Friday, April 5, 2019

Don't Deny Yourself

That’s a clickbait-y title and it might not make it to the end of the editorial process, but it felt like a good place to start. A frequent impression you get from people who are not interested in Christianity is that their lives are good enough as it is. If Jesus is your answer, good for you, but they don’t need Him. That has a number of implications for the witness of the church, but the particular one I have in mind is how it relates to behavior and enjoyment.

We have a culture in which self-gratification is treated as a high virtue, and is even called one. “Just be yourself” and “do what makes you happy” are the chief principles of the age. Having fun and feeling good all the time are the best things you can seek, and whatever that means in the moment is what should be pursued.

Christianity, by contrast, is seen as a set of rules, and it is the idea of rules even more than their content that the modern worldview is so hell-bent (literally) on resisting. The world says not to deny yourself. It says to be happy. Christians say to deny yourself, which is understood as saying to be miserable.

Dealing with Burdens

To some extent, that is fairer than we care to admit. People have this impression of our faith because it is what too many of us have made it. Like the ancient Pharisees, we have occasionally heaped up rules for ourselves and for the people around us. Then we have acted like following those rules is what makes us righteous. It is a burden that cannot be borne, so it is no wonder when people have no interest in picking it up.

On the other hand, self-denial and lifting a heavy burden are mentioned in the same passage by no one less than Jesus Christ Himself. In Matt. 16:24 He says, “If anyone wants to follow after me, let him deny himself, take up his cross, and follow me.” If those are the words of the founder of our faith, then we cannot get around them.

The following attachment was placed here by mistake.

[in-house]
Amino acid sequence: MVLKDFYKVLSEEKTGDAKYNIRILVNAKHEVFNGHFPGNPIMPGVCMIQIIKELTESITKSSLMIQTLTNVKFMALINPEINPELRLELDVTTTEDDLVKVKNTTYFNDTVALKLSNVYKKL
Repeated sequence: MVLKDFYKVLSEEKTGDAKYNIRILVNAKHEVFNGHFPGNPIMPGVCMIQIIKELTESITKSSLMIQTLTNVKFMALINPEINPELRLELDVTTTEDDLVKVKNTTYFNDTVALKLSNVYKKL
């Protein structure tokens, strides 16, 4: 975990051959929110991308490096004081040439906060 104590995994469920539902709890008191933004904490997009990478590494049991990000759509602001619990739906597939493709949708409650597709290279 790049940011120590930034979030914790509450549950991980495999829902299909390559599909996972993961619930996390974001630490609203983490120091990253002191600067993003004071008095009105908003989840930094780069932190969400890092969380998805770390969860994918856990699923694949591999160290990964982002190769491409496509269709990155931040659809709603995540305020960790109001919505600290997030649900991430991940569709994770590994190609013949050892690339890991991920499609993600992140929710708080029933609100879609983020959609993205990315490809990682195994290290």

We can, however, more fully understand them. When we do, we can hopefully better explain them and do so in a way that shows people their need for the Lord. Relationship with Him is not merely “good for us.” It is the only good for everybody, and we need to know why.

Pursuing the Best

The first and most important thing to explain is that Christianity is not about following rules. It is about Christ’s sacrifice. The price is paid and we are not expected to live up to it. Beyond that, though, we do need to help people understand what the price is for. Simply put, what we want is not always the best thing for us.

Should that really be a difficult concept to understand? Look at a vice that most people in our culture have no qualms about judging. It seems almost universal to look down on smoking and smokers. At least, on tobacco smokers. Marijuana gets a pass for some reason, but culture is fickle so give it time. The point is, old-fashioned smoking is popularly regarded as wrong. Why? It is comforting, energizing, and can even assist in weight loss. It makes people feel good. So why should they deny themselves that feeling? Well, because it’s killing them and the people around them.

The message of the Bible is that we want a lot of things that are killing us. Unlike smoking, though, we do not have a way to kick the habit. Each of us chooses instant pleasure over long-term good, good that is in accord with the purpose for which we were made. When we do, we instantly place a burden on ourselves. It is the burden of eternal judgment, and we can do nothing to lift it off.

That is what our deeply broken natures want to do. We deny them by saying we will accept what Jesus has done for us rather than continuing to pursue our own mad ideas of what is good for us. When we do that, He does not add to the weight. He takes it off, instead.

In the end, then, self-denial boils down to deciding what self you are talking about. Do you not want to deny the pleasures of the current one? Or are those pleasures not really worth pursuing if they lead away from life? Your other self is the one that can live in joy and fulfillment forever if you believe in Jesus. Should you deprive that one the promise of real goodness? I think that would be crazy. Don’t deny yourself.

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